Tag Archives: Speech

Beat Poets and Wee Wee

I began reading Vonnegut’s Slaughterhouse Five last week, and read a section about a character who is under a lot of familial and fiscal pressure who has just been a bit short with her father. Vonnegut lists her substantial tasks (which I currently identify with and stand behind her verbal affront to her crazy father) and defends her (albeit sarcastically) when he writes, “All this responsibility at such an early age made her a bitchy flibbertigibbet.” And I thought: someone’s got my number. That is what I’ve been for the past 3 weeks. Nearly had to turn in my “kindness” badge on more than one occasion.

I had reached the zenith of my stress-o-meter this past Friday, so last weekend had to hold a few cartwheel/bubble bath-type events, or it was possible this girl would self-destruct, like Inspector Gadget’s messages. My relationships were beginning to feel the impact of my anxiety. I may have overreacted, for example, when decorating the Christmas tree, I found that an ornament (with no sentimental value) was broken.

“ How could this HAPPEN!?! Who DID this???” is how the futile grilling began. I was clutching the ornament to my chest like it was a wounded bird, and glaring suspiciously at my co-tree-deckers.

So, Sunday night, I linked arms with a friend to go to a charity event at a local bar for the homeless in our area. I was a bit conflicted. For one thing, the last time I served the housing-challenged, I was criticized, followed, then made fun-of (DC homeless-folk are often smoking whatever they can get their hands on, was what I kept telling my wounded ego. That, and I don’t look my best first thing in the morning), and for another, it felt wrong to go spend money drinking booze on behalf of people who can’t afford it, but legitimately need to be lit in order to keep warm.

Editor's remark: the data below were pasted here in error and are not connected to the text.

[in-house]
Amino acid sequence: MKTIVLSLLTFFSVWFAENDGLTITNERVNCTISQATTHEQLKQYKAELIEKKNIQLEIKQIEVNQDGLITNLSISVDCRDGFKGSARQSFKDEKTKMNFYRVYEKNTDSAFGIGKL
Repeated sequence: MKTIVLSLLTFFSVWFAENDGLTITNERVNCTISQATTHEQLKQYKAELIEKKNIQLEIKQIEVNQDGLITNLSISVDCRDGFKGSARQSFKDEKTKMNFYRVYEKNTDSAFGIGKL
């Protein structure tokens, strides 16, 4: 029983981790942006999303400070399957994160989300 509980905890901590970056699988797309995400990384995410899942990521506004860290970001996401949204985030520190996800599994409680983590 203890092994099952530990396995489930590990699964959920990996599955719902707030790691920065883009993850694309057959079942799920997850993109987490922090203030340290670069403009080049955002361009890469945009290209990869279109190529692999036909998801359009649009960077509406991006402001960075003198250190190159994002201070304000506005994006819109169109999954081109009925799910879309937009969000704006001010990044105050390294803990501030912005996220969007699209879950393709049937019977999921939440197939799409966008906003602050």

The local talent, when it comes to music, was quite pleasant. The local talent, when it comes to art, was “meh”. I mean, thank you for donating your work to a good cause, but please don’t quit your day job.

Now, the highlight of the night, nay, of my month, was when I went to the Ladies’ to relieve myself of a few spirits. I don’t have to paint you a picture, but I was there, in the Ladies’, and there were 2 other water closets, besides mine, that were occupied.  Enough said. So- I’m doing that thing you do, and can hear one of the evening’s vocalists crooning away back at the bar, when another voice interrupts business to yell,

“Ladies! Ladies! Ladiiiiiies! We. Are. All. Beautifulllll.”

Have you watched So I Married and Axe Murderer? Then you know what a form of slam poetry sounds like. Usually, there’s a similar voice pattern throughout, using inflection/intonation, and in this woman’s case, hiccups and lurches, ‘cuz she was very many sheets to the wind. So, this inebriated woman in the loo, while the rest of us “saw a man about a dog ” (as some Irish drinking buddies of mine once called it), was providing us with inspiration, Greek-chorus-style.

“We all have. The Voice. Of. That. Singer. Out therrrre. Deep inside of us.”

“Not me,” I called back, “My voice does NOT sound like that, unfortunately.”

“YESSSSS!,” she cried, “You. Do. We ALL do.”

Then, from the stall to my right,

“I WISH I had it deep inside of me.”

And, predictably, from the stall to my left,

“Oo. OO! That’s what she said!”

We all began to laugh, and I chortled,

“I don’t think I’ve ever had such fun while, you know, going wee wee!”

“Ladiiiiies,” interrupted our bard, “You do. You all have the voice. We are aaaaall. Lovely. SO. Beautiful. We have that voice. You. Have. A VOICE.”

“Not me.”

“Uh uh.”


This frustrated the poet deeply, and we all made our way to the sinks to wash our hands. The sight of this act inspired a new line of poetry: how different ladies are from men. Her face was flushed with renewed passion, or booze, and she waved tight fists around maniacally as she began anew,